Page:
Nguyen Chi Vung, 38, was sentenced to six years in prison by a court in the southern Mekong Delta province of Bac Lieu. Vung was convicted under Article 117 of the 2015 Penal Code for “Making, storing, distributing or disseminating information, documents and articles against the SRV”. According to Reuters, Vung had “held 33 livestream sessions on Facebook ‘to share distorted information’ and ‘encourage people to participate in protests during national holidays’”.

Pham Van Diep, 54, was convicted under the same article, with a north-central Vietnamese court in Thanh Hoa sentencing him to nine years in prison and five years probation. His indictment stated that he had a nine-year history of expressing online dissent and that he made frequent Facebook posts criticizing the VCP leadership and SRV policies. According to Tuoi Tre newspaper, he had previously printed and distributed anti-SRV flyers in the Lao capital city of Vientiane. On June 28, 2016, Diep was arrested by Laotian authorities, tried in February of 2018, and sentenced to 21 months in prison for “using the territory of the Lao People’s Democratic Republic to oppose neighboring countries”. Lao authorities took him to the Vietnamese border one month after his trial, where he was allowed to re-enter Vietnam.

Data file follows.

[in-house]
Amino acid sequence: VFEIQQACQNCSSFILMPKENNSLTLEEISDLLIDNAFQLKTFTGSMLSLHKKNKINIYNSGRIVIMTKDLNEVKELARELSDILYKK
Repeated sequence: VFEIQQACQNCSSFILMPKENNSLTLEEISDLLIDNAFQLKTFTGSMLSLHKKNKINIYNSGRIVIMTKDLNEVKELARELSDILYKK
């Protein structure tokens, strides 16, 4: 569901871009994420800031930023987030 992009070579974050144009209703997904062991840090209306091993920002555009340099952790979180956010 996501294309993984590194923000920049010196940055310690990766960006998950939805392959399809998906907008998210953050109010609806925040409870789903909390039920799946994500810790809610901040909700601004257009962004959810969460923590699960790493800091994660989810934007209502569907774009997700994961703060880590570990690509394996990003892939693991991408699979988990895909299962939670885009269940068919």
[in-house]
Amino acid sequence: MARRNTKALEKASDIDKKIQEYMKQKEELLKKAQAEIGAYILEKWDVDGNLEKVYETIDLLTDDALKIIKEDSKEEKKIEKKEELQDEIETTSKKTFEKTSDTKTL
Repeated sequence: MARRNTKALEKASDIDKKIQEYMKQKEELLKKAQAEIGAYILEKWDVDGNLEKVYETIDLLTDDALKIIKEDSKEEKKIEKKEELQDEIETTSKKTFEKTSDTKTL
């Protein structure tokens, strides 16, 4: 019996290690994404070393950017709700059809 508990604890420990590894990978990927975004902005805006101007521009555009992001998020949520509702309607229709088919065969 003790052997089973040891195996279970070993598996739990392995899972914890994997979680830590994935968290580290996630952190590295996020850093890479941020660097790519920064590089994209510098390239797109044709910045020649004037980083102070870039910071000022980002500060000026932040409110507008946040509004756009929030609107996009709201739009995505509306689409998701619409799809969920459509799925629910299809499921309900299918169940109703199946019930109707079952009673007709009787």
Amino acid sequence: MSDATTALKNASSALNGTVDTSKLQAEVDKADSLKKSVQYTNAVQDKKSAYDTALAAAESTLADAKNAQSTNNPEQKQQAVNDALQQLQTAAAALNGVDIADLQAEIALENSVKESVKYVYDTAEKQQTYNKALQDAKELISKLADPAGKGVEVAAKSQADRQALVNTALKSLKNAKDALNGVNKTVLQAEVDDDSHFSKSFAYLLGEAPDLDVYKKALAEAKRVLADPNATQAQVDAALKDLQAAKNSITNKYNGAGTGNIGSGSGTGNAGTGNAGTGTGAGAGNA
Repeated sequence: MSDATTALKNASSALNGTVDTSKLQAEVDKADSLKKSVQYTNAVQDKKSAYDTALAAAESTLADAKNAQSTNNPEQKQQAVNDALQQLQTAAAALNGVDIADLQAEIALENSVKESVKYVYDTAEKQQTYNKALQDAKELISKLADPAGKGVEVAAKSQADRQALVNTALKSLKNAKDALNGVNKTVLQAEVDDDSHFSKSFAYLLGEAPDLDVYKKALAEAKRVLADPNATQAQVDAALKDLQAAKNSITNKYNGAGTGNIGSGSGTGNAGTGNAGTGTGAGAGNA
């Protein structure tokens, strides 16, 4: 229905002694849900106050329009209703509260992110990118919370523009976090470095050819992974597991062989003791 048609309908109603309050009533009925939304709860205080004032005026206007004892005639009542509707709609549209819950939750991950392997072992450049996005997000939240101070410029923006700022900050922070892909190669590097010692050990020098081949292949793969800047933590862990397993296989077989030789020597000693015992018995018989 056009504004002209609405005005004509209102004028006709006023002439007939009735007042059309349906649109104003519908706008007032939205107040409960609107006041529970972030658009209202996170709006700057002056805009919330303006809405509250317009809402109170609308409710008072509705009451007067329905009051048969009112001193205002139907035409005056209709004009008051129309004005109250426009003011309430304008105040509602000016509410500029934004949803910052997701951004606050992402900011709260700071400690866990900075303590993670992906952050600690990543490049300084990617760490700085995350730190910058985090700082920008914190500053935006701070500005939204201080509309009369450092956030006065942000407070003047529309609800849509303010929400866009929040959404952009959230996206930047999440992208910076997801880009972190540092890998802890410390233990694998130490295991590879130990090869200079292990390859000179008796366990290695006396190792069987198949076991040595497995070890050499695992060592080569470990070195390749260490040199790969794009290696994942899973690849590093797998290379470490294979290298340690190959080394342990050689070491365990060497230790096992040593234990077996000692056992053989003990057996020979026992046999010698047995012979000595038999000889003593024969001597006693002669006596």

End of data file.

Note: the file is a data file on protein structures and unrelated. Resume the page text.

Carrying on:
In Dong Nai, a province bordering the southern hub of Ho Chi Minh City, four individuals were convicted under Article 118 for “Disruption of security”. According to Vietnamese Human Rights Defenders, “[t]he four convicted were arrested on April 25, 2019, for their intention to participate in a peaceful demonstration scheduled on April 30 to mark the 34th anniversary of the fall of the US-backed Saigon regime”. Vo Thuong Trung, 42, and Doan Viet Hoan, 35, were each sentenced to three years in prison, while Ngo Xuan Thanh, 49, and Nguyen Dinh Khue, 41, each received 28 months.